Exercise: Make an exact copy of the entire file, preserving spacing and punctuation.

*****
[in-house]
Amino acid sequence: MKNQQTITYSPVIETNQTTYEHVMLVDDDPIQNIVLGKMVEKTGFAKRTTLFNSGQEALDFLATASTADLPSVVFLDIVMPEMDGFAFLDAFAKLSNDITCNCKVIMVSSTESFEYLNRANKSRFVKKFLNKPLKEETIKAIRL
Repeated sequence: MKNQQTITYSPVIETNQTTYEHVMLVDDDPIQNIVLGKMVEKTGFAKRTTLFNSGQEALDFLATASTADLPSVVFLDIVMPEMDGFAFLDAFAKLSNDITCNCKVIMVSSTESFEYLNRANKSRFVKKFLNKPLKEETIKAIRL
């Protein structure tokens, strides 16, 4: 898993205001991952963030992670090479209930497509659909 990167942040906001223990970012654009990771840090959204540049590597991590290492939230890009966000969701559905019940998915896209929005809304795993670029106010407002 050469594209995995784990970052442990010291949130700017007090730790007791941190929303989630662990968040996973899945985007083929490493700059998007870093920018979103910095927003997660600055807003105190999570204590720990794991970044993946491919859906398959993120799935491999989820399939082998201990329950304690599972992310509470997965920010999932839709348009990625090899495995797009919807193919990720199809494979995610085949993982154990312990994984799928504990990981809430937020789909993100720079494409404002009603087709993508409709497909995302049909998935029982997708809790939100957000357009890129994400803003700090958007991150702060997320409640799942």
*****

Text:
[in-house]
Amino acid sequence: MKNQQTITYSPVIETNQTTYEHVMLVDDDPIQNIVLGKMVEKTGFAKRTTLFNSGQEALDFLATASTADLPSVVFLDIVMPEMDGFAFLDAFAKLSNDITCNCKVIMVSSTESFEYLNRANKSRFVKKFLNKPLKEETIKAIRL
Repeated sequence: MKNQQTITYSPVIETNQTTYEHVMLVDDDPIQNIVLGKMVEKTGFAKRTTLFNSGQEALDFLATASTADLPSVVFLDIVMPEMDGFAFLDAFAKLSNDITCNCKVIMVSSTESFEYLNRANKSRFVKKFLNKPLKEETIKAIRL
């Protein structure tokens, strides 16, 4: 898993205001991952963030992670090479209930497509659909 990167942040906001223990970012654009990771840090959204540049590597991590290492939230890009966000969701559905019940998915896209929005809304795993670029106010407002 050469594209995995784990970052442990010291949130700017007090730790007791941190929303989630662990968040996973899945985007083929490493700059998007870093920018979103910095927003997660600055807003105190999570204590720990794991970044993946491919859906398959993120799935491999989820399939082998201990329950304690599972992310509470997965920010999932839709348009990625090899495995797009919807193919990720199809494979995610085949993982154990312990994984799928504990990981809430937020789909993100720079494409404002009603087709993508409709497909995302049909998935029982997708809790939100957000357009890129994400803003700090958007991150702060997320409640799942």